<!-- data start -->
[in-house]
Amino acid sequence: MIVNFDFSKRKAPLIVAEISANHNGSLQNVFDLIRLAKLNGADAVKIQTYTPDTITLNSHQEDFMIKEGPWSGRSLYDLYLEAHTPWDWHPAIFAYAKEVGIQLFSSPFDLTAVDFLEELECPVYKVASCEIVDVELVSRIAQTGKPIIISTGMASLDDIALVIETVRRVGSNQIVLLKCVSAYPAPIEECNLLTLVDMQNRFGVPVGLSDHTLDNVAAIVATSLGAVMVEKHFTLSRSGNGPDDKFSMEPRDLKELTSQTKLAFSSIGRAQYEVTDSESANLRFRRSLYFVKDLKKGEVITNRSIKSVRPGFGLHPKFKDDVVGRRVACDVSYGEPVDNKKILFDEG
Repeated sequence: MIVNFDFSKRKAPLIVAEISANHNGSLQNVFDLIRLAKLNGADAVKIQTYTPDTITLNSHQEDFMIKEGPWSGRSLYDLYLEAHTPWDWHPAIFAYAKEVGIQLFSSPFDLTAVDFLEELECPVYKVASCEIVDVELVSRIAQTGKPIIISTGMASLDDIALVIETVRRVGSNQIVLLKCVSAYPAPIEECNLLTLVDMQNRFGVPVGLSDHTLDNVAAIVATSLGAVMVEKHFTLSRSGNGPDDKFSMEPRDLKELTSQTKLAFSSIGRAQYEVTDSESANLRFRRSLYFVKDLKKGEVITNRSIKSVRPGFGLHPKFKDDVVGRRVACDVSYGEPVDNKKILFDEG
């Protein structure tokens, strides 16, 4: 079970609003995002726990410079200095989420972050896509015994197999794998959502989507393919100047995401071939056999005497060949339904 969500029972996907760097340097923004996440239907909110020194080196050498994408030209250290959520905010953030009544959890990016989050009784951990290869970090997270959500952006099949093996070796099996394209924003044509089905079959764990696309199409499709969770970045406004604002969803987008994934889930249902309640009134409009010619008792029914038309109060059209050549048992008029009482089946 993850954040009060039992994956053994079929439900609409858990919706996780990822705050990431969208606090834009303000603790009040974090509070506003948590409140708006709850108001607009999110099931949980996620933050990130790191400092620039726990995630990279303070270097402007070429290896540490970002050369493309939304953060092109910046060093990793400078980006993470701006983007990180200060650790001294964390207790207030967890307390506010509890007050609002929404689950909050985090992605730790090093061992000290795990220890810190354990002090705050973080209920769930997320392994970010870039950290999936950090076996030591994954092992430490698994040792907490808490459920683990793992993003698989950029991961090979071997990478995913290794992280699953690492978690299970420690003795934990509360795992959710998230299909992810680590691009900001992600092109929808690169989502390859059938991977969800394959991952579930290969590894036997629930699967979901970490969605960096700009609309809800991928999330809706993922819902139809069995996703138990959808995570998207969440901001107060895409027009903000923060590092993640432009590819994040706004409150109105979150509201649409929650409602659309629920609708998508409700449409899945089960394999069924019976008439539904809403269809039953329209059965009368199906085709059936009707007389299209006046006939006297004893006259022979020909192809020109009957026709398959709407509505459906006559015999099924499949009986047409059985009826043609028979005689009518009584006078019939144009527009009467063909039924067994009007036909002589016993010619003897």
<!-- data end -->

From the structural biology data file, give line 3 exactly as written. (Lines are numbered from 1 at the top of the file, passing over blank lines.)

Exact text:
Repeated sequence: MIVNFDFSKRKAPLIVAEISANHNGSLQNVFDLIRLAKLNGADAVKIQTYTPDTITLNSHQEDFMIKEGPWSGRSLYDLYLEAHTPWDWHPAIFAYAKEVGIQLFSSPFDLTAVDFLEELECPVYKVASCEIVDVELVSRIAQTGKPIIISTGMASLDDIALVIETVRRVGSNQIVLLKCVSAYPAPIEECNLLTLVDMQNRFGVPVGLSDHTLDNVAAIVATSLGAVMVEKHFTLSRSGNGPDDKFSMEPRDLKELTSQTKLAFSSIGRAQYEVTDSESANLRFRRSLYFVKDLKKGEVITNRSIKSVRPGFGLHPKFKDDVVGRRVACDVSYGEPVDNKKILFDEG